I went out and bought all this camera gear, now I needed a good backpack to carry it all around in. So began my quest. I made a list of the main things I was looking for in the bag.

– must be comfortable for long hikes
– must carry all of my primary gear
– must not advertise “expensive” camera gear to much (hey look, I’m carrying $£$£ worth of camera stuff, come steal me!)
– must be able to take as a carry on at airports- must provide good protection

I soon ended up seeing these oddly named Crumpler bags at a local camera store. They looked good (and not like a camera bag at all), felt good (strong, great build quality), and as a bonus they had laptop sleeves which I wasn’t initially looking for. Seemed like the right match for my needs, but there’s very little information on the web about this bag, so I decided to buy one and give it a test run. By the way, any time I refer to the “back” or “front” of the bag I mean this. The back is the part that sits on my back, where the shoulder straps are. The front is the part of the bag that people behind you get to stare at, wondering what kind of bag has a little crazy dreaded dude as their logo. I don’t know how everyone else refers to the front or back, that’s just how I see it.

From Crumpler’s website
The Schrinkle has Chicken Tex fabric with waterproof ripstop lining and removable extra padded laptopsleeve. Features two easy access front zip pockets and an additional zippocket and penholder. Inside there’s a fully removable photopack for professionals, with an adjustable photodivider and security supermesh. Access the photo and computer section via the backpanel which keeps the back of the pack clean when lying on the ground. There’s a dr bodenschatz back hugger which makes light work of heavy loads, and external side loops for pouch and tripod attachment. Plus there’s an extra pleatpocket and super strong shoulderstraps with chest strap for fine adjustment and extra loops for holding pouches. Optional extra waist belt.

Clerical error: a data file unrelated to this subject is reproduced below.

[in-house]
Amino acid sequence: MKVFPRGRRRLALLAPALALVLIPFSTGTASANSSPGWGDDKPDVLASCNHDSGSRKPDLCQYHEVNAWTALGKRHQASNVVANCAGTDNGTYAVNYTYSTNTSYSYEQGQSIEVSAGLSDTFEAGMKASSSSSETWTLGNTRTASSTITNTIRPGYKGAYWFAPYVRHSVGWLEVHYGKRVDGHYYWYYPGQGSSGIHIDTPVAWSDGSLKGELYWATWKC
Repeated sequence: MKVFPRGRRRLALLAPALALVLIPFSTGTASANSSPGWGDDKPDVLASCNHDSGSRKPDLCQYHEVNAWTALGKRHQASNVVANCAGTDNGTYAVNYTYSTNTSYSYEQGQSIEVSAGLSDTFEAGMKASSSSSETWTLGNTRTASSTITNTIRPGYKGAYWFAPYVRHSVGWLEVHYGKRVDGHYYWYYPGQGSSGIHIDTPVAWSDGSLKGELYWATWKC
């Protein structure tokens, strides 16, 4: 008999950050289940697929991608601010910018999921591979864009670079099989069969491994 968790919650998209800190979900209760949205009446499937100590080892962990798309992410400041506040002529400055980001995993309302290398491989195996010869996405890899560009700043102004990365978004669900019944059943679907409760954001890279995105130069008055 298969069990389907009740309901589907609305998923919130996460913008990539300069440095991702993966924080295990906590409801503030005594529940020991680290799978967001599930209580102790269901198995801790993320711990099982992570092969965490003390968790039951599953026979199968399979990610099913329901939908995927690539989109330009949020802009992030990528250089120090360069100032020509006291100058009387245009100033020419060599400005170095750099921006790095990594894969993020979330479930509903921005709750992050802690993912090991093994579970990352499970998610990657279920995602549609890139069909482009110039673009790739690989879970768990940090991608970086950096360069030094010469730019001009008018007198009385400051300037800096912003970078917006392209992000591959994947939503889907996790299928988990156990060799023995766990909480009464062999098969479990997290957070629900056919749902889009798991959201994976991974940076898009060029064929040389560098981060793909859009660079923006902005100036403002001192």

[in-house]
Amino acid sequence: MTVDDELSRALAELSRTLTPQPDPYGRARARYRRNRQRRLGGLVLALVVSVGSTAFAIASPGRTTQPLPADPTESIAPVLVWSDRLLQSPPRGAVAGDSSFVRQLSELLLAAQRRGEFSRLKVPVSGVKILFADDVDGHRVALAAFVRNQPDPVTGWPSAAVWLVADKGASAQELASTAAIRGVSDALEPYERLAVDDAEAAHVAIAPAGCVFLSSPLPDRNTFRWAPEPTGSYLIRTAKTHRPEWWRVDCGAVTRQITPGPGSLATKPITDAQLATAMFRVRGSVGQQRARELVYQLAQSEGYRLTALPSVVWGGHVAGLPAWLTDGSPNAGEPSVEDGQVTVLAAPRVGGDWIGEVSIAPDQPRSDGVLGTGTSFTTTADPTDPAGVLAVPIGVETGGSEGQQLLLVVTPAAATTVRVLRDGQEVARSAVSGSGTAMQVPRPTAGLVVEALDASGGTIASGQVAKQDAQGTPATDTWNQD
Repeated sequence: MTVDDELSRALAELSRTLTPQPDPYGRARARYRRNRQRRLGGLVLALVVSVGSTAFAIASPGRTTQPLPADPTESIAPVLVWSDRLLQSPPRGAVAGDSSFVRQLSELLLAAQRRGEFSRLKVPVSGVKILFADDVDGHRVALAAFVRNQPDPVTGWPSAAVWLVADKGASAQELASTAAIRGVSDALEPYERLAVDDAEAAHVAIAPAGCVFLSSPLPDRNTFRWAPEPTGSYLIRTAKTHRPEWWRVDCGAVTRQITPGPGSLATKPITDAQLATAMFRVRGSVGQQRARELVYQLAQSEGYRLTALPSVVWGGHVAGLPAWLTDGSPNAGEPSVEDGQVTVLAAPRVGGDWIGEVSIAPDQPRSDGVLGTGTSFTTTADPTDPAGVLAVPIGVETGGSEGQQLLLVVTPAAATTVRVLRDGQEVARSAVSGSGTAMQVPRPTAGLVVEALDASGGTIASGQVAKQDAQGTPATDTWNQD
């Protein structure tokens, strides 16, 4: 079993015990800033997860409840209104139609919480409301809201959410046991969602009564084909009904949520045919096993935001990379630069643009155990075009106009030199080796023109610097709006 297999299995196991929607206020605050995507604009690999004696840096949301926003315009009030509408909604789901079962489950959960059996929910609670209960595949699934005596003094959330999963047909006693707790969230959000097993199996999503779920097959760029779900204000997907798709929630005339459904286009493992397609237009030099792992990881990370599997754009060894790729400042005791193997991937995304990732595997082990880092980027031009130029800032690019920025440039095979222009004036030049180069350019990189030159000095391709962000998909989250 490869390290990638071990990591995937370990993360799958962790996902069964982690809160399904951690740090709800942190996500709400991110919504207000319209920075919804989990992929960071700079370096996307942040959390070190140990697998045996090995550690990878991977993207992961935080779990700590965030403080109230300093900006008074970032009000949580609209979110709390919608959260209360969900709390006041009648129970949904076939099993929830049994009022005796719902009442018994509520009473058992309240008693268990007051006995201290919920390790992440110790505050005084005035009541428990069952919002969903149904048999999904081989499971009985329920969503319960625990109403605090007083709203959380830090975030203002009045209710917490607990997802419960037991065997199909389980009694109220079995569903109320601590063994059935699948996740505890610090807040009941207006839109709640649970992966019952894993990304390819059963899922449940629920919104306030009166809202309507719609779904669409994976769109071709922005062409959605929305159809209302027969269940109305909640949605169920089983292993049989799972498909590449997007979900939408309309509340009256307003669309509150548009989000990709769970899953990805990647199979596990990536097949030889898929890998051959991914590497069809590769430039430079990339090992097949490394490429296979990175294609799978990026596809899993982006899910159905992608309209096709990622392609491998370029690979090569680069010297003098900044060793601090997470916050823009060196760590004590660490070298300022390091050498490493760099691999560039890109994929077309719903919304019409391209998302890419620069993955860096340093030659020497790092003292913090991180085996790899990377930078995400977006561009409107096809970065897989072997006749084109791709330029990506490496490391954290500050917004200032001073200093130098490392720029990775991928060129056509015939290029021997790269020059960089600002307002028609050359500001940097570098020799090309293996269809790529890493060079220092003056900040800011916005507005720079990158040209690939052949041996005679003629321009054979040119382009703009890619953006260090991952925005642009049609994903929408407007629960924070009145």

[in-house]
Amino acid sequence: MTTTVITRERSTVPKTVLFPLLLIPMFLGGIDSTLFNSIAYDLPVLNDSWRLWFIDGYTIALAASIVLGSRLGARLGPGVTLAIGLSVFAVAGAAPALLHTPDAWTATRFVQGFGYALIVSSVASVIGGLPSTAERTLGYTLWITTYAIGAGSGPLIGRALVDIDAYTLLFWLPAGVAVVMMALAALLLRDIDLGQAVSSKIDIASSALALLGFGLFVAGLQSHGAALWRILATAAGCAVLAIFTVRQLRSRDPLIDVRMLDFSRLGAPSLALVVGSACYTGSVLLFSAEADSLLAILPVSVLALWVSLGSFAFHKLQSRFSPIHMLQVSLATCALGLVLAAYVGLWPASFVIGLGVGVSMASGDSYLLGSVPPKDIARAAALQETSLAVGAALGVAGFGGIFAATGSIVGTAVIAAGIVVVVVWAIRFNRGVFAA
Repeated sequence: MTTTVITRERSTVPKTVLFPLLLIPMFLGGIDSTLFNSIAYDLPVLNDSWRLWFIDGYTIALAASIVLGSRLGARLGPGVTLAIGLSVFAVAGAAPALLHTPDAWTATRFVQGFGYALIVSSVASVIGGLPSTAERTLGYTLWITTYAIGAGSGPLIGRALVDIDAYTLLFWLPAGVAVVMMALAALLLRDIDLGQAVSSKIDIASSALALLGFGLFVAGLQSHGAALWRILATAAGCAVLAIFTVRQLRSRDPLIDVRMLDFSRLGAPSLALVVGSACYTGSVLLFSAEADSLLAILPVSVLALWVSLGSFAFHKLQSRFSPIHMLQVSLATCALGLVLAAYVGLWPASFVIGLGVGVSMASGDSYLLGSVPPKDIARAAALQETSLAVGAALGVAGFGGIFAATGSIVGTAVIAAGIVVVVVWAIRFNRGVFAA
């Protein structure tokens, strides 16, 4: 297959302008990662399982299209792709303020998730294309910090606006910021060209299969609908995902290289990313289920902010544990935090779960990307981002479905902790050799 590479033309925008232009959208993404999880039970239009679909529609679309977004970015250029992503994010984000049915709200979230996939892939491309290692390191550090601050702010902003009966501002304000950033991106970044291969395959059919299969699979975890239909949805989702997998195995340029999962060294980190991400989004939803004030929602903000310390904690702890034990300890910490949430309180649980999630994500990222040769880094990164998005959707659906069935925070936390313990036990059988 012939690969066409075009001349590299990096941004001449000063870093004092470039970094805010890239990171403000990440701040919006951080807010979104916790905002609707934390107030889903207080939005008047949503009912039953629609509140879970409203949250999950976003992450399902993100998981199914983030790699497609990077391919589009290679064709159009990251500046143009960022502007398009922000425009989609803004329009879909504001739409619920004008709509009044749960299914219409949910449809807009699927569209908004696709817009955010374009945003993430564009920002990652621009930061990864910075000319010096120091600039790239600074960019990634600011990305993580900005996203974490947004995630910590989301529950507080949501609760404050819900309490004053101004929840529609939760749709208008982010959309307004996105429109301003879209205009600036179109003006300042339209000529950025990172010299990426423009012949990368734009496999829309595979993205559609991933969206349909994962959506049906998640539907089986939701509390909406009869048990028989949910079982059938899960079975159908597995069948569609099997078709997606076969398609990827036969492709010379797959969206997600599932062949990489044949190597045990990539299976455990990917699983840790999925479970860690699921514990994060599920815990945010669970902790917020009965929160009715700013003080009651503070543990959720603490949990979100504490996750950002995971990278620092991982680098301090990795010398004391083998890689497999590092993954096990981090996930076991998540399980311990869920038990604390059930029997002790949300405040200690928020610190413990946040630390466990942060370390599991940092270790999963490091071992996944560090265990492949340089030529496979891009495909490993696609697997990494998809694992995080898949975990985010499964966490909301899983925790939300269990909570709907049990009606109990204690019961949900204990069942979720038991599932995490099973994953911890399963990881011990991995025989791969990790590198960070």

I brought the Schrinkle home and started playing with the dividers to fit my gear. I was having difficulty with fitting everything in. Although the backpack was the perfect size on the outside, I couldn’t seem to fit my gear inside the way I wanted to. I also discovered that because my 15″ Toshiba laptop was slightly curved in the front, that would be enough to stop it from fitting into the padded laptop sleeve any more than half-way. I was now on the verge of returning the bag for the next size up, the Brian’s Hot Tub (what the bumba?), but it is a bigger bag and I didn’t want anything larger than the Schrinkle. I don’t like the idea of having to check my expensive camera gear at the airport due to size restrictions. So I decided to try a few more configurations. Low and behold, after some geometric brainstorming I managed to fit all of my key stuff inside, with some space left to boot. As for the laptop sleeve, since this wasn’t one of my main needs to begin with I figured that I could live without it. I am however going to try and get the sleeve custom altered to let my Toshiba fit. Literally all that’s needed to get my Toshiba in is maybe another half an inch of give. (UPDATE: I managed to get my laptop to fit after applying more force, nothing broke and it works fine.. No need for an alteration!) Looking at the Schrinkle’s space, there shouldn’t be a problem closing it after the alterations have been made. I’ll let you know how it goes when I get around to altering the sleeve.